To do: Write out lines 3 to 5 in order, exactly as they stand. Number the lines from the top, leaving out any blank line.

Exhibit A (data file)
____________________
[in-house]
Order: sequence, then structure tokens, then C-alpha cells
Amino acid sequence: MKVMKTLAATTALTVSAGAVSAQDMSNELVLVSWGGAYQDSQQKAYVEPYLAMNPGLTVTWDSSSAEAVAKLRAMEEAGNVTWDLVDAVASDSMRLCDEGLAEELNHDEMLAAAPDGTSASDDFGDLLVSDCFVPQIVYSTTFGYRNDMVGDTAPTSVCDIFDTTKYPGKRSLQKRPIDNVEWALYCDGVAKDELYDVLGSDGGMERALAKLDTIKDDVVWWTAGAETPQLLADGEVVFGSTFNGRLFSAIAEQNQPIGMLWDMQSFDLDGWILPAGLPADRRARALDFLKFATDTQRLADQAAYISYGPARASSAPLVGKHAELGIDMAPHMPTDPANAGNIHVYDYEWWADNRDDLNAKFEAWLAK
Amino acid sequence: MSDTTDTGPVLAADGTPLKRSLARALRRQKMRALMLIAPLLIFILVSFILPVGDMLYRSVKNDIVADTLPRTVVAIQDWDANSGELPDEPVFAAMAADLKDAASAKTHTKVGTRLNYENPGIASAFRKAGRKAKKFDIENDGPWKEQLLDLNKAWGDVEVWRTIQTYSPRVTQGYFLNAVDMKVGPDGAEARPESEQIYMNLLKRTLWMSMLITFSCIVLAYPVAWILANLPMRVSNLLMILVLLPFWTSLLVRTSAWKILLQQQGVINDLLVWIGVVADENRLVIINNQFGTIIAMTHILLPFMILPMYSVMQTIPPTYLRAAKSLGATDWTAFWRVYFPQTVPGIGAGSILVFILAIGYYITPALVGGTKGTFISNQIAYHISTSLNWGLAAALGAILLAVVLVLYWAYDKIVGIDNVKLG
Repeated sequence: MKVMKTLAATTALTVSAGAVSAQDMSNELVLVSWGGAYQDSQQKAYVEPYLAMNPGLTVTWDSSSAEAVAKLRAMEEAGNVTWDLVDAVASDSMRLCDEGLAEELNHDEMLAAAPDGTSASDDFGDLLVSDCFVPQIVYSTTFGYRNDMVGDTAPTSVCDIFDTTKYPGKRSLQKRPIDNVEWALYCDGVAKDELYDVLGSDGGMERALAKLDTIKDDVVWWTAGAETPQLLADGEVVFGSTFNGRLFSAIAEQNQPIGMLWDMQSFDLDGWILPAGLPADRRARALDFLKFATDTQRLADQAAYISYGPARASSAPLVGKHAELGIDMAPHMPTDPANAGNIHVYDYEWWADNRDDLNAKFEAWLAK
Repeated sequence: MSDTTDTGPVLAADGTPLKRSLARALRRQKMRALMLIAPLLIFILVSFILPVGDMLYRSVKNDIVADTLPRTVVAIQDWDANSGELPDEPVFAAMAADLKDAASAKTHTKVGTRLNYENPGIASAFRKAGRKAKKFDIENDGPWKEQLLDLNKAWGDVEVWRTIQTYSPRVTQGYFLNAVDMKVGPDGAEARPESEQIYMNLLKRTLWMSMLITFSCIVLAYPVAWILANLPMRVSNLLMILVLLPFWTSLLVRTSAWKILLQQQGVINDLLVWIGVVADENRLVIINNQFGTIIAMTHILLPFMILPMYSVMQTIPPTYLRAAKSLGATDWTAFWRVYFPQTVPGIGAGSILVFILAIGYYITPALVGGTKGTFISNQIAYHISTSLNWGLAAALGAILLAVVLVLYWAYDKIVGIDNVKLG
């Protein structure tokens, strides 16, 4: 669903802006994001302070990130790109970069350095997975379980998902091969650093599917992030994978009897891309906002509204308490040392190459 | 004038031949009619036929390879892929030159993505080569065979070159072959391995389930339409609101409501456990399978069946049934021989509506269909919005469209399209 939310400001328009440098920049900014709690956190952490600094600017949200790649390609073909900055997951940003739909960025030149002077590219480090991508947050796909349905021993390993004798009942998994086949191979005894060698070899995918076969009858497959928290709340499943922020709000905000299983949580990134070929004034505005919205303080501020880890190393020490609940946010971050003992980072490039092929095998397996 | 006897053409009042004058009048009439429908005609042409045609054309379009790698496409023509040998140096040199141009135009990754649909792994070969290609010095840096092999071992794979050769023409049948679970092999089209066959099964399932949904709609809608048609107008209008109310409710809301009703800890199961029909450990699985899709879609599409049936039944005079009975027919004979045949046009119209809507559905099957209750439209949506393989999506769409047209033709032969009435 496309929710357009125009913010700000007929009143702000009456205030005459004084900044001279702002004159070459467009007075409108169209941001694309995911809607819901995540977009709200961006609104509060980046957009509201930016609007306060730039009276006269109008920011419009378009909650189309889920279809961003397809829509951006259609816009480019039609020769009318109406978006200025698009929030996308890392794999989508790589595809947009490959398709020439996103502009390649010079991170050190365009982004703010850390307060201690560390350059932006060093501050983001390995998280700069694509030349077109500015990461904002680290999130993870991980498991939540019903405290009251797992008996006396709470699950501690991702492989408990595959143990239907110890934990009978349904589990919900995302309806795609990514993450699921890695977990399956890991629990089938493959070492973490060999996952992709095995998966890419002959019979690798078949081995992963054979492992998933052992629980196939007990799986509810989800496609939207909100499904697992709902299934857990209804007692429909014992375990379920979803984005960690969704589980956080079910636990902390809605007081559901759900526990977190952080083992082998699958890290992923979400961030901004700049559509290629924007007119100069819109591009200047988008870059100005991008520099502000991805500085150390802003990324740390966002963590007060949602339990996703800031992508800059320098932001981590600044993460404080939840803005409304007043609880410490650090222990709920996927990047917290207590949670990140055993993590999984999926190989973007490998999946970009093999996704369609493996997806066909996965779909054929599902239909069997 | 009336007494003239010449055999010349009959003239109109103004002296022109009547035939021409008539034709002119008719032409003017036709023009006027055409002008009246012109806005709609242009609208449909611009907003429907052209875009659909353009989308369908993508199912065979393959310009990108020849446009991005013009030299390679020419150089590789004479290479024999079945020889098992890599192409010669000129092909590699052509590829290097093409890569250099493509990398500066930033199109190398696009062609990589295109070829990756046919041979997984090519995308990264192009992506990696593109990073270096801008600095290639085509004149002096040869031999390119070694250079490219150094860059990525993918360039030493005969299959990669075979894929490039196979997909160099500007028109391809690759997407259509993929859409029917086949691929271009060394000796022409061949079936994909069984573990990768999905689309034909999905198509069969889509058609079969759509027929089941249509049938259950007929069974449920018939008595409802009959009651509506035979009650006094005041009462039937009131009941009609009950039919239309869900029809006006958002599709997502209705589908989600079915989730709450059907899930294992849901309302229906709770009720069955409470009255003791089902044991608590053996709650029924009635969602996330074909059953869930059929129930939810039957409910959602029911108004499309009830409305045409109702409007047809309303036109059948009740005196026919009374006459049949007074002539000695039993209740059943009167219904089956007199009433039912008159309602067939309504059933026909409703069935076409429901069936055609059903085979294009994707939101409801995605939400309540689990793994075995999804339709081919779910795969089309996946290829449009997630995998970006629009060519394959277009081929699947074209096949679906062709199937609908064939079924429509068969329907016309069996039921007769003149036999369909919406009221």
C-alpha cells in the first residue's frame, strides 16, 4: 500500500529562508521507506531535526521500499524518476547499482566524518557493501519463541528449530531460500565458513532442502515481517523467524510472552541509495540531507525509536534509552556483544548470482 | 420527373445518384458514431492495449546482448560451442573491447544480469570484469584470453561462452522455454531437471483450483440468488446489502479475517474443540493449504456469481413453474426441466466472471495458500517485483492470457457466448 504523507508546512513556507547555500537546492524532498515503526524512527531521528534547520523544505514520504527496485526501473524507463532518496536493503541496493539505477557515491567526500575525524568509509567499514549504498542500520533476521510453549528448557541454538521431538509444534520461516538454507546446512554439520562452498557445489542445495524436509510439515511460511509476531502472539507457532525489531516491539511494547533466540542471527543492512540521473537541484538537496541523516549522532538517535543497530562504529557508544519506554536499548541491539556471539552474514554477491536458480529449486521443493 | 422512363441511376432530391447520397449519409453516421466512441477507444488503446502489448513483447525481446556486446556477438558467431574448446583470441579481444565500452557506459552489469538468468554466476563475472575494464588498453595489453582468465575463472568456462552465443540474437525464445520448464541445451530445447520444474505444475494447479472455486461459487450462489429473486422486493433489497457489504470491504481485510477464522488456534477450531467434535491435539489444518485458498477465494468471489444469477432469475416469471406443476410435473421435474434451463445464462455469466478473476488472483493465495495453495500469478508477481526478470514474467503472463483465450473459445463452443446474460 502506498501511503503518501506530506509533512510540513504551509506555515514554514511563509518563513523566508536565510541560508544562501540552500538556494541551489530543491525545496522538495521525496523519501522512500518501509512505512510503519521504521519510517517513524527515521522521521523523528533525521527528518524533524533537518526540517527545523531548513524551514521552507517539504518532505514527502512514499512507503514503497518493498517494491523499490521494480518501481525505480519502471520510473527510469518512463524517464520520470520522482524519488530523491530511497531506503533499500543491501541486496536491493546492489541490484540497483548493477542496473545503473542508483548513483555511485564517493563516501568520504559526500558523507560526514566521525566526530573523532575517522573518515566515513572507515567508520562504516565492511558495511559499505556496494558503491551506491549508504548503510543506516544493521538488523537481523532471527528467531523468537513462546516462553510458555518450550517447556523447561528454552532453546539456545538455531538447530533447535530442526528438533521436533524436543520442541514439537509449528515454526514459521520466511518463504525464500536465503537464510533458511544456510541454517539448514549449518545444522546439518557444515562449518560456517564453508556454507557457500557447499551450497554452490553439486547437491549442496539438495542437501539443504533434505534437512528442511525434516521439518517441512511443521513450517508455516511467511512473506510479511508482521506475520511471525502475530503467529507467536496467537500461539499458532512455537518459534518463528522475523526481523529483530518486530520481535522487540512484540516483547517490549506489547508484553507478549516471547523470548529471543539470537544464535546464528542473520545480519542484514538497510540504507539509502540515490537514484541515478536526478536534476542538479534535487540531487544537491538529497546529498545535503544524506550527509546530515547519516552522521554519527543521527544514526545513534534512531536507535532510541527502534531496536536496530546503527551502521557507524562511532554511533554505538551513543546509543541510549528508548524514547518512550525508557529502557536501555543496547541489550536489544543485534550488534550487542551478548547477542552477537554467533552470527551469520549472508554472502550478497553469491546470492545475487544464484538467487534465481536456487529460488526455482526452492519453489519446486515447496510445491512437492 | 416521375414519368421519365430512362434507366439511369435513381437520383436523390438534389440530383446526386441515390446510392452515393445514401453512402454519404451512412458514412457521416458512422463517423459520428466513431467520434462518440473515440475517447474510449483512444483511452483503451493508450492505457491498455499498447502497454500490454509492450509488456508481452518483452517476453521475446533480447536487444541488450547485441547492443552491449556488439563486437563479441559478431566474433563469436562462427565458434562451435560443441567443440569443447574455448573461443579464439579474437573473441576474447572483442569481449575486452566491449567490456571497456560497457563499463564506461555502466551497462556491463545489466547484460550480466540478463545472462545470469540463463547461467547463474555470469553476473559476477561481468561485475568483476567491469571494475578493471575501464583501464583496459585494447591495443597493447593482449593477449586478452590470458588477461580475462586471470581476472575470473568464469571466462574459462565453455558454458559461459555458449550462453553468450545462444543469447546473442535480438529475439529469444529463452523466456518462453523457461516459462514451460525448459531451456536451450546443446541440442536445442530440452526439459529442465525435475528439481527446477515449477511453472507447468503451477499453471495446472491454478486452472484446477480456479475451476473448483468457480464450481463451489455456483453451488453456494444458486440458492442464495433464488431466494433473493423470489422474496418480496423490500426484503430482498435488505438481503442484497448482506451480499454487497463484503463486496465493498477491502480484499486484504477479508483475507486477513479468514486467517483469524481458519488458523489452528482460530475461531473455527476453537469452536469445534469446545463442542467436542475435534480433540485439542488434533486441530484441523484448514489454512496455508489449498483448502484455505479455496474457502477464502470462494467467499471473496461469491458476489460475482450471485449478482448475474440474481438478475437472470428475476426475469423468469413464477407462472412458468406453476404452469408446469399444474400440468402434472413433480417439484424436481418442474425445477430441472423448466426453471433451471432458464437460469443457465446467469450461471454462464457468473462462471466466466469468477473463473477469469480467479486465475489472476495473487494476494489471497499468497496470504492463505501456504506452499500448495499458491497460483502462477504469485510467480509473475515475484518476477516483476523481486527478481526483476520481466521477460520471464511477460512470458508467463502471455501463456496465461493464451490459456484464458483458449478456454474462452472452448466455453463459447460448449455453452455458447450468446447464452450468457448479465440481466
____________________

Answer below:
Amino acid sequence: MKVMKTLAATTALTVSAGAVSAQDMSNELVLVSWGGAYQDSQQKAYVEPYLAMNPGLTVTWDSSSAEAVAKLRAMEEAGNVTWDLVDAVASDSMRLCDEGLAEELNHDEMLAAAPDGTSASDDFGDLLVSDCFVPQIVYSTTFGYRNDMVGDTAPTSVCDIFDTTKYPGKRSLQKRPIDNVEWALYCDGVAKDELYDVLGSDGGMERALAKLDTIKDDVVWWTAGAETPQLLADGEVVFGSTFNGRLFSAIAEQNQPIGMLWDMQSFDLDGWILPAGLPADRRARALDFLKFATDTQRLADQAAYISYGPARASSAPLVGKHAELGIDMAPHMPTDPANAGNIHVYDYEWWADNRDDLNAKFEAWLAK
Amino acid sequence: MSDTTDTGPVLAADGTPLKRSLARALRRQKMRALMLIAPLLIFILVSFILPVGDMLYRSVKNDIVADTLPRTVVAIQDWDANSGELPDEPVFAAMAADLKDAASAKTHTKVGTRLNYENPGIASAFRKAGRKAKKFDIENDGPWKEQLLDLNKAWGDVEVWRTIQTYSPRVTQGYFLNAVDMKVGPDGAEARPESEQIYMNLLKRTLWMSMLITFSCIVLAYPVAWILANLPMRVSNLLMILVLLPFWTSLLVRTSAWKILLQQQGVINDLLVWIGVVADENRLVIINNQFGTIIAMTHILLPFMILPMYSVMQTIPPTYLRAAKSLGATDWTAFWRVYFPQTVPGIGAGSILVFILAIGYYITPALVGGTKGTFISNQIAYHISTSLNWGLAAALGAILLAVVLVLYWAYDKIVGIDNVKLG
Repeated sequence: MKVMKTLAATTALTVSAGAVSAQDMSNELVLVSWGGAYQDSQQKAYVEPYLAMNPGLTVTWDSSSAEAVAKLRAMEEAGNVTWDLVDAVASDSMRLCDEGLAEELNHDEMLAAAPDGTSASDDFGDLLVSDCFVPQIVYSTTFGYRNDMVGDTAPTSVCDIFDTTKYPGKRSLQKRPIDNVEWALYCDGVAKDELYDVLGSDGGMERALAKLDTIKDDVVWWTAGAETPQLLADGEVVFGSTFNGRLFSAIAEQNQPIGMLWDMQSFDLDGWILPAGLPADRRARALDFLKFATDTQRLADQAAYISYGPARASSAPLVGKHAELGIDMAPHMPTDPANAGNIHVYDYEWWADNRDDLNAKFEAWLAK